“How would you feel if the newspapers had an article about a guy that was violating your rights and getting away with it? I wouldn’t like it.”

I agree, which is why I’m very often in favor of abolishing IP laws. IP laws are a privilege, provided for by the government, that violate my rights that exist outside of government.

Roland says:

what about trademarks?

Forget copyright on this one. Didn’t each and every one of these movies start with a trademarked screen, like the MGM lion or such? Trademark law requires they file suit–it’s a matter of ‘defend it or lose it.’ If they refuse to sue the guy, couldn’t they lose their trademarks? Wouldn’t that be fun?

Anonymous Coward says:

woog Apr 27th, 2012 @ 1:34pm

Yes and no.

First of all reel to reel IS NOT a bad thing.

Firstly, reel to reel doesn’t require anything but a projector. Having large televisions is a bit difficult in some places, which is a definite considering as follows:

Projected movies can be shown to large groups. Need a bigger picture? Move the projector further from the display screen/wall/whatever you’re using.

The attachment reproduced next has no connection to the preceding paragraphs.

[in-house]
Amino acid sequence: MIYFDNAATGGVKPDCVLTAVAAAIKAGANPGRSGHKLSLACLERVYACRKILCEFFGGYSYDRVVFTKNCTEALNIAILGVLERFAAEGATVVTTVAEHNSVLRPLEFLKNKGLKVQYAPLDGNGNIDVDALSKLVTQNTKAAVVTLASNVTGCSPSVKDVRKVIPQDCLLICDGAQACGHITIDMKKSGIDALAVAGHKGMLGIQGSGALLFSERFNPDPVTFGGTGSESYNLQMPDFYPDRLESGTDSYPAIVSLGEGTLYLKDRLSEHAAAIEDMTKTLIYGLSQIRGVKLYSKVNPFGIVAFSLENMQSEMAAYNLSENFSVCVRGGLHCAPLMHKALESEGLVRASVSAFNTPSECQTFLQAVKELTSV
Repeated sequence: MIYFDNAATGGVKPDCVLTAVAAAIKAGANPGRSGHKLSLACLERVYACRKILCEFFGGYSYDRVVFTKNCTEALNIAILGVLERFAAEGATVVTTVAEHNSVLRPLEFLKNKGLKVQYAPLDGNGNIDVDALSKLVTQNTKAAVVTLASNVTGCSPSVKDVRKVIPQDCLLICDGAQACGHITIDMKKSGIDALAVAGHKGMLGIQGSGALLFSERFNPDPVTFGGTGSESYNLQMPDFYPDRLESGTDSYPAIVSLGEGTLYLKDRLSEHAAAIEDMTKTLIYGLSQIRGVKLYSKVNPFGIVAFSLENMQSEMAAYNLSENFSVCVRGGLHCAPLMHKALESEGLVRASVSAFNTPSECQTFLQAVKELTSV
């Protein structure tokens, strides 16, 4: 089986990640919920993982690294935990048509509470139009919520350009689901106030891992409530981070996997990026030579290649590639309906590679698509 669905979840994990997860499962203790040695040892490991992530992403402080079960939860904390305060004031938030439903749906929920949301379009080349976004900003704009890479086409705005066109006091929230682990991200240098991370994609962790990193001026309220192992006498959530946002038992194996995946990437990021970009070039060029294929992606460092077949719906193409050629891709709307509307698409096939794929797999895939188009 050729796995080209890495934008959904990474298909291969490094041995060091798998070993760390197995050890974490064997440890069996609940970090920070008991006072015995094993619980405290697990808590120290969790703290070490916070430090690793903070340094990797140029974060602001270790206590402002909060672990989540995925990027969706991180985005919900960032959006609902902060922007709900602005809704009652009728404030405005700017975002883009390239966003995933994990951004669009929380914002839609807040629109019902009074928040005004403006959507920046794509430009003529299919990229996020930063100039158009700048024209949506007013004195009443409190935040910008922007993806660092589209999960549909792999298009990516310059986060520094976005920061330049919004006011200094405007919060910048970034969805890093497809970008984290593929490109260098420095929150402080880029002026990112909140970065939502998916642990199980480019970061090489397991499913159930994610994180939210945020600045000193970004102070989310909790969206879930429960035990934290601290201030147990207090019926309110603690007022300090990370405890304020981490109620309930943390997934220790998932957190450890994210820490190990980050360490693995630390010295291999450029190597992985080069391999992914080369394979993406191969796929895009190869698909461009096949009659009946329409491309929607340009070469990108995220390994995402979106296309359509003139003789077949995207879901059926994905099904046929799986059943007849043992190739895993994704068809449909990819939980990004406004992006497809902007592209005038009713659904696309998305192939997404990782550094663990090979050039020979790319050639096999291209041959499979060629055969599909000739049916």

Now does this absolve the MPAA of being massive pricks? Nope, they server little purpose, to be honest, but to annoy the masses, ie. the customers of the filmmakers. They also increase the cost of all movies by being a tier in the pricing hierarchy, they don’t produce anything themselves, so every movie sold is also part of what funds them. But your argument, even though I dislike the MPAA, isn’t really a good one.

G Thompson (profile) says:


I’m having a hard time understanding how this could be classified as bootlegging when there was no commercial/financial gain involved.

Unless the soldiers themselves were selling the DVD’s to others though that would mean they are liable and not the Veteran.

I’d love to see this go to trial, any defence attorney would have so much fun. And a jury trial would probably be highly instructive in the area of jury nullification.

G Thompson (profile) says:


First see if you can access your paid games.